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31
Jul

A Manifesto For Better Creative Work

I wrote this a few years ago for a company that no longer exists. But I still use it to motivate myself. It articulates the culture in which I thrive. I want to build this culture into my agency someday.

Wear good shoes. If you’re going to be comfortable going the extra mile, make sure you have what you need to support you. Be noisy about what you need to deliver your best.

Listen carefully. Not so that you know when to answer, but so that you understand. Give your full attention to the problem. Do not strive to find the answers, but ask the right questions.

Lead as you want to be led. You are not accountable — you are responsible. We are a cultural constellation, and we each choose ownership of our output, attitudes, products, and ideas.

Call people out. We will never do great work if we are afraid of speaking the truth. Attack the problem, not the person, and never let a misunderstanding take root for fear of a difficult conversation.

Keep your promises. Every broken promise is a crack in the lens through which our clients see us.

Know your value. Understanding why our clients chose us is key to solving the challenges they bring us. We do not sacrifice quality for speed, integrity for quick wins or the value of our product for accolades.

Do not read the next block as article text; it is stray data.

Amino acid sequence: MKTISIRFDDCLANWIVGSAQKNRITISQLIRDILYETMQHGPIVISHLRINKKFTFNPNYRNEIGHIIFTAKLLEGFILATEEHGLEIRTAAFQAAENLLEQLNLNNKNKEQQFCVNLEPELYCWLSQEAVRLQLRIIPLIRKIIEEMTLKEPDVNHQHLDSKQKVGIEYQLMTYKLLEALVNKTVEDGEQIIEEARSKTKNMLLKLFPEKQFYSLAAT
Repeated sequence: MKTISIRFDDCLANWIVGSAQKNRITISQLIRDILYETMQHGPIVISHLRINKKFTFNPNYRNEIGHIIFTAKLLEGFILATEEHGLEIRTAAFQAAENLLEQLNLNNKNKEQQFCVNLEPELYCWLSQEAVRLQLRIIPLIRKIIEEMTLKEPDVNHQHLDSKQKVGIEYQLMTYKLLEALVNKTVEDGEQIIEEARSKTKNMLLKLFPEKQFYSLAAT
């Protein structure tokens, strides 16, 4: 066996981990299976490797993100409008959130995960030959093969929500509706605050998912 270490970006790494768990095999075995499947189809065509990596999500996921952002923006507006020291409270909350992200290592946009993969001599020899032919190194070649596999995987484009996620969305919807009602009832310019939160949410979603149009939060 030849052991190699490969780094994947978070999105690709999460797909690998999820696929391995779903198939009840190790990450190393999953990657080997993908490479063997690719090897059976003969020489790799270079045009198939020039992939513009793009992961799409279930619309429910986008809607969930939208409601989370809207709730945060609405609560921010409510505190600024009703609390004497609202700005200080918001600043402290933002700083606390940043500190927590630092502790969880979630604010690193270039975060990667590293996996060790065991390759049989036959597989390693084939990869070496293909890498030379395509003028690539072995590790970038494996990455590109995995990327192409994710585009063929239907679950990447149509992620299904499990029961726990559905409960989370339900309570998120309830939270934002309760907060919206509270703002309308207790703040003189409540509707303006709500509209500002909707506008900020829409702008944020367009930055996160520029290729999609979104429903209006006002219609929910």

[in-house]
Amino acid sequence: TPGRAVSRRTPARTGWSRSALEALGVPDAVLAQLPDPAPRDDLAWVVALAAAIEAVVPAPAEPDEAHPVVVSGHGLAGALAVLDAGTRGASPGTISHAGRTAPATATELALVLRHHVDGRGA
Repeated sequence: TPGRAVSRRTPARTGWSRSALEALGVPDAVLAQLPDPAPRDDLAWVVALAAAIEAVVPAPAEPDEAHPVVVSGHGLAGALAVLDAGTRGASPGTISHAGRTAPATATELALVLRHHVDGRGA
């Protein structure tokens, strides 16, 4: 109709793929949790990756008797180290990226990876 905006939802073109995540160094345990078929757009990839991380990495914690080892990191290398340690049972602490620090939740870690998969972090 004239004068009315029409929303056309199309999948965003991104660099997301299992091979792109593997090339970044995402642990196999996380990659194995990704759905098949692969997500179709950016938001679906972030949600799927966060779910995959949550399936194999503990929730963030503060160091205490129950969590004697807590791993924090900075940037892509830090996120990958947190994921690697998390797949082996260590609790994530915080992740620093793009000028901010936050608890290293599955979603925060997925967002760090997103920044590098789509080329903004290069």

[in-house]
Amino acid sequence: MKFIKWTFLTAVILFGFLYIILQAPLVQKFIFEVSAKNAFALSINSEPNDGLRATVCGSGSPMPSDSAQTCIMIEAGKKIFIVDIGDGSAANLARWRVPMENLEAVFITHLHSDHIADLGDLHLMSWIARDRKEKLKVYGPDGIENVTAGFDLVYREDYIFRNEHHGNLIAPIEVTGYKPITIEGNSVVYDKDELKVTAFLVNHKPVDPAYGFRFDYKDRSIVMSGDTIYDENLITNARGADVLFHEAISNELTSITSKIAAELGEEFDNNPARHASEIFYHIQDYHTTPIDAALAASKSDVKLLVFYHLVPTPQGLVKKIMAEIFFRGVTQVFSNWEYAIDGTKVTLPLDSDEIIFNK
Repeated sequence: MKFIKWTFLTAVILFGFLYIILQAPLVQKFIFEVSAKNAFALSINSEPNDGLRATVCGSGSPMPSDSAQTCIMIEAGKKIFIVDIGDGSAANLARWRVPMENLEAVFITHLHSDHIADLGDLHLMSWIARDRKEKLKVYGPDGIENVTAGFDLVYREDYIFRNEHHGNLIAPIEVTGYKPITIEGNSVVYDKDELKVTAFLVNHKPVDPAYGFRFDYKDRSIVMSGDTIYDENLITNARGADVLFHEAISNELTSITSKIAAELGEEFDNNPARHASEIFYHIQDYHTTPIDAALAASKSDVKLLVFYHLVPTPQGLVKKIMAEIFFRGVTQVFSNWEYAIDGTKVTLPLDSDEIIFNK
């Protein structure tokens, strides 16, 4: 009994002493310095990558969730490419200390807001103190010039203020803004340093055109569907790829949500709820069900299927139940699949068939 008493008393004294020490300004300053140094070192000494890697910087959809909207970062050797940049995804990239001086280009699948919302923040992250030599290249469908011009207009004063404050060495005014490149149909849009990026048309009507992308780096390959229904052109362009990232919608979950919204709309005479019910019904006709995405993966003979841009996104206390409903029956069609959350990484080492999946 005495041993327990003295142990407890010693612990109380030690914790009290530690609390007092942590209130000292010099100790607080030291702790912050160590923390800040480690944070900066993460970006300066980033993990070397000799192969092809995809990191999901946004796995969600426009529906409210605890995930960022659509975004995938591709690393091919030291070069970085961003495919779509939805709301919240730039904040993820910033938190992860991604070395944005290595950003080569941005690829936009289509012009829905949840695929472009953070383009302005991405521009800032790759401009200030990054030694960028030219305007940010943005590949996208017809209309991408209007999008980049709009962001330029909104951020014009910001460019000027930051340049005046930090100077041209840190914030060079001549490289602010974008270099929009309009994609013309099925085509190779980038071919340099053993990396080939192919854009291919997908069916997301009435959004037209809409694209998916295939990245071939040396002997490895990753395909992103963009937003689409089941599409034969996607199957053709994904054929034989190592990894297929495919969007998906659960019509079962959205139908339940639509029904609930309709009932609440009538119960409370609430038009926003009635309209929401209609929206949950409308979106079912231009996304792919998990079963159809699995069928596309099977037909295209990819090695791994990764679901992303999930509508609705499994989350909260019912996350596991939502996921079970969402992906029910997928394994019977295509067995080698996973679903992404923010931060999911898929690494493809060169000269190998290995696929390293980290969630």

You are the bridge. Whatever your role, you connect our clients to the ideas and products we deliver for them. We create a human chain that anchors our clients to our business by working together.

Embrace the topography. The tapestry of our skills enables us to offer unique insight and an unrepeatable product. Exploit the individual peaks and troughs of experience that team members bring to the table. Turn over every stone.

Solve the equations. We are not artists for art’s sake. Our work is connected to reality, and we are responsible for providing things that work, not something that looks good. We create solutions and enter discussions with our clients and suppliers as equals working together. Everything we put in front of a client needs to answer a need, solve a problem or further their cause.

Get your hands dirty. Actively seek to know more about the world your work inhabits. Poke the box, push the buttons, and investigate the dark corners of the problem. Our work is practical, and we become explorers with our clients by being enthusiastic about the world of the problem.

Fess up. Be honest about the things that go wrong. It’s the easiest way to stop them from going wrong again.

Ship the product. Endless iteration is a treadmill that exhausts without actual progress. Recognise when the polishing is cosmetic, and declare that it’s done. A living product does more good than an unborn concept.

Accolades don’t replace pride—screw awards and competitions. The value of our work is measured in how quickly clients trust us with the next big problem.

Make better mistakes. Make them faster and louder. Failure is the first step to building something you know will stand up, and we should make our solutions fail as often as possible before we ask someone else to pay for them.

Prove it. Our solutions are not proverbs or psalms, transmuted to being facts by acceptance or time. Prove everything you can with articulation, metrics, observations and demonstrable knowledge. “We do this for a living” means nothing; our competitors do too.

Back your solution. Own your expertise and stand up for it. We hired you to be an expert, not a yes-person.